Once, when she was strip-searched, male guards forced her to stand, cuffed and naked, for 30 minutes in front of the open door to her cell, exposing her body to at least a dozen male prisoners who gawked and made crude sexual remarks, she said.
“The humiliation, shame, degradation, and fear I frequently experience has led to extreme anxiety, depression, nightmares, sleeplessness, and a constant fear of being harassed and physically harmed or raped,” the inmate wrote.
The prisoner’s lawsuit accused the state of violating the Americans with Disabilities Act, arguing her transfer to a women’s facility was a required part of her treatment for gender dysphoria.
Gender dysphoria is a medical diagnosis that describes the disconnect felt between one’s sex at birth and one’s gender identity.
The lawsuit also claimed prison officials were discriminating against the inmate because she is transgender, in violation of her constitutional right to equal protection.
Prison officials granted her transfer on Sept. 25, even though Judge Richard G. Stearns of US District Court in Boston had yet to rule on her case.
“It’s a relief for her not to be subjected to the kind of mistreatment she experienced on a daily basis in a men’s facility,” Levi said.
In a court filing announcing the transfer, prison officials and the inmate’s lawyers said they have spent months working together to try to resolve the lawsuit.
Levi said prison officials also acted in the face of a sweeping new criminal justice reform law designed to protect transgender prisoners’ rights.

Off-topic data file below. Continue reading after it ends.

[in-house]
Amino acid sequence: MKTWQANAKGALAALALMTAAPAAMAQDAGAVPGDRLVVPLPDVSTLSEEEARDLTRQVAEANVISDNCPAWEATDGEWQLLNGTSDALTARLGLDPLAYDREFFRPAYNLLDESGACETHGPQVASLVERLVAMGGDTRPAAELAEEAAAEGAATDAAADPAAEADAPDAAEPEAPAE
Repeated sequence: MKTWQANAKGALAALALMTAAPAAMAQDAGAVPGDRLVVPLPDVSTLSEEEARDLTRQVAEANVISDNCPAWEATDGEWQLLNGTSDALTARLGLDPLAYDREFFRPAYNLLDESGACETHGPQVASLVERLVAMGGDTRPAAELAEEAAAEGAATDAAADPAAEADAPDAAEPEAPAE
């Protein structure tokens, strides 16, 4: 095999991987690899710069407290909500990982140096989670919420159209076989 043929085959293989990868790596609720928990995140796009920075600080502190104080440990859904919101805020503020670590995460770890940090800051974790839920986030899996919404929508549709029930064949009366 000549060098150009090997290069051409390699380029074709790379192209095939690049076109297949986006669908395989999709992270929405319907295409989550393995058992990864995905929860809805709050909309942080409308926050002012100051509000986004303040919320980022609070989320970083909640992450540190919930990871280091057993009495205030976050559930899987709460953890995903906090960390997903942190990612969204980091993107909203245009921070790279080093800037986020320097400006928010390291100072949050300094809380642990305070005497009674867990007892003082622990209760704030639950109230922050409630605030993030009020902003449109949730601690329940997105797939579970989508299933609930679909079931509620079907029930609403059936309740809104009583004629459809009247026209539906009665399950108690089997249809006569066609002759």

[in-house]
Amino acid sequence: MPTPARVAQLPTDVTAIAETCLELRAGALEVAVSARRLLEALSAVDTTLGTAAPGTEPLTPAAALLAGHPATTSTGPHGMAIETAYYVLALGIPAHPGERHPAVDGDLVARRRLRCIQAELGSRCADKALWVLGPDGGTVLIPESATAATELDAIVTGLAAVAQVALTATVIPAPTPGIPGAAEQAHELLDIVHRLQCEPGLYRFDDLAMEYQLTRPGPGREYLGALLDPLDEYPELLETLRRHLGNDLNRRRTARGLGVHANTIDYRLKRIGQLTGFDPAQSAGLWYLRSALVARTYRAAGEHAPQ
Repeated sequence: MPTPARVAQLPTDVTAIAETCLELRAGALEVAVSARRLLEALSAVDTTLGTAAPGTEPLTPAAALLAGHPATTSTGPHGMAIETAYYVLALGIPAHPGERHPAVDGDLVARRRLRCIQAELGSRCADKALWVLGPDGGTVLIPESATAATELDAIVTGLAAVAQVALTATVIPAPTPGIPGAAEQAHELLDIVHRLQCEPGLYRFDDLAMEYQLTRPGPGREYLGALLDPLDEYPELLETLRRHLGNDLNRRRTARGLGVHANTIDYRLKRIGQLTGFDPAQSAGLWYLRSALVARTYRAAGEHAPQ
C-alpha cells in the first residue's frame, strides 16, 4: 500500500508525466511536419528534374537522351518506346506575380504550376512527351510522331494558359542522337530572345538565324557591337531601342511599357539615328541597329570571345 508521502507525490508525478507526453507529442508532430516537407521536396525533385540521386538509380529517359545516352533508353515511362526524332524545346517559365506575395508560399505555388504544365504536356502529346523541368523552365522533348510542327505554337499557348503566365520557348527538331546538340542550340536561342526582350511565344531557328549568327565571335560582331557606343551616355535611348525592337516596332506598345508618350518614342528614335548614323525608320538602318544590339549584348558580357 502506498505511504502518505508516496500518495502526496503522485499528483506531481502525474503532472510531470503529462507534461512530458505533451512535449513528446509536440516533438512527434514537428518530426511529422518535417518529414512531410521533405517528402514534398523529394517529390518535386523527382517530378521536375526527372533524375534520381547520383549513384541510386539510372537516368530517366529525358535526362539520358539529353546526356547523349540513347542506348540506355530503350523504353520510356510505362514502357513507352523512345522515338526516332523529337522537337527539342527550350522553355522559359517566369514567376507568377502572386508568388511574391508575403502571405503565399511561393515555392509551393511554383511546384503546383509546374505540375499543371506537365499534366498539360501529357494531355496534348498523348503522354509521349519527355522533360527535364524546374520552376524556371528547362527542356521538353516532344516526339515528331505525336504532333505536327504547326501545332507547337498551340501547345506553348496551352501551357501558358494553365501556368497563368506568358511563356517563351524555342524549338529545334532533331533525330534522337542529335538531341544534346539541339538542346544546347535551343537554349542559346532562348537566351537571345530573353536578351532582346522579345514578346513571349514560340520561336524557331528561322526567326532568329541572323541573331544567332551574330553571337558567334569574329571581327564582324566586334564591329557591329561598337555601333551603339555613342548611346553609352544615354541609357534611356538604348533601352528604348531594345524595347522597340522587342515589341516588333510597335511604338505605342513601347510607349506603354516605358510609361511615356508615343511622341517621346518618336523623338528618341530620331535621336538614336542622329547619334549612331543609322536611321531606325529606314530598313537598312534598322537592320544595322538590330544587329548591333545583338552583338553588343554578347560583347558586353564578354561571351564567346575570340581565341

The law, signed by Governor Charlie Baker last April, says that transgender inmates in jails and prisons in Massachusetts must be housed according to their gender identity, unless officials certify in writing that the placement would harm the prisoner’s health or safety or create “management or security problems.”
The law also says transgender inmates must be addressed by prison guards according to their gender identity, provided with clothing and other personal items consistent with their identity, and strip-searched by guards matching their gender identity.
The inmate’s transfer, though only disclosed this month, came before the Illinois Department of Corrections made a widely publicized decision in December to transfer another transgender inmate from an all-male prison to a women’s correctional center.
That inmate, Deon “Strawberry” Hampton, 27, had alleged she was repeatedly sexually assaulted in men’s prisons while serving a 10-year sentence for burglary.
Transgender prisoners are highly vulnerable to sexual assault, federal data show. A survey conducted in 2011 and 2012 by the Bureau of Justice Statistics found that about 30 percent of transgender prisoners reported being sexually victimized by other inmates or guards — 10 times the rate for the general prison population.
The survey estimated there are 3,200 transgender inmates in state and federal prisons and 1,700 in local jails. In Massachusetts, 36 prisoners have been diagnosed with gender dysphoria.
Last year, the Trump administration rolled back Obama-era rules that said transgender inmates in the federal prison system should be evaluated on a case-by-case basis. The new rules say federal prison inmates should initially be housed according to their biological sex and granted exceptions “only in rare cases.”
Michael Levenson can be reached at email@example.com. Follow him on Twitter @mlevenson.